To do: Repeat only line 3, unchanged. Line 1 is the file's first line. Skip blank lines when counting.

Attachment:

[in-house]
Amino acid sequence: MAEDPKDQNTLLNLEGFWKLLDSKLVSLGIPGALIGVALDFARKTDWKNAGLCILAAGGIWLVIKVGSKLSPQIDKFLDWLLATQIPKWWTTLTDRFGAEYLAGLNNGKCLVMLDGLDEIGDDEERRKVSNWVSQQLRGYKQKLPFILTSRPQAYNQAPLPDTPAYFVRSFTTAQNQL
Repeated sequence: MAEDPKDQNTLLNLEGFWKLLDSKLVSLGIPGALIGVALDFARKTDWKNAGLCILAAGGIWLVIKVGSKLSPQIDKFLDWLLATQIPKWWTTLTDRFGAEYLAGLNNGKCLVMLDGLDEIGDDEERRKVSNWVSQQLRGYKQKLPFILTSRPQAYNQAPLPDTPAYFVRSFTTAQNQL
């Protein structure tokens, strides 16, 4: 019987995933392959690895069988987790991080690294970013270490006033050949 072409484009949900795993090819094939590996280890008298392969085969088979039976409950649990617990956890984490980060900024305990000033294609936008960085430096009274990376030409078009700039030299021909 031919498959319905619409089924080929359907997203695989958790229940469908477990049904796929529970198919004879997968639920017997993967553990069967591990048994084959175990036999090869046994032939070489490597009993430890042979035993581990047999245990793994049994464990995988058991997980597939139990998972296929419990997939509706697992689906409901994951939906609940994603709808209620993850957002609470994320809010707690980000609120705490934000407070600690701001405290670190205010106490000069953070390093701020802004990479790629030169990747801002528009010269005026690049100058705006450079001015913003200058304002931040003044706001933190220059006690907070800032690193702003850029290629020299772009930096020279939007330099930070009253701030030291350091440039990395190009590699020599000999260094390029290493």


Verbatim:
Repeated sequence: MAEDPKDQNTLLNLEGFWKLLDSKLVSLGIPGALIGVALDFARKTDWKNAGLCILAAGGIWLVIKVGSKLSPQIDKFLDWLLATQIPKWWTTLTDRFGAEYLAGLNNGKCLVMLDGLDEIGDDEERRKVSNWVSQQLRGYKQKLPFILTSRPQAYNQAPLPDTPAYFVRSFTTAQNQL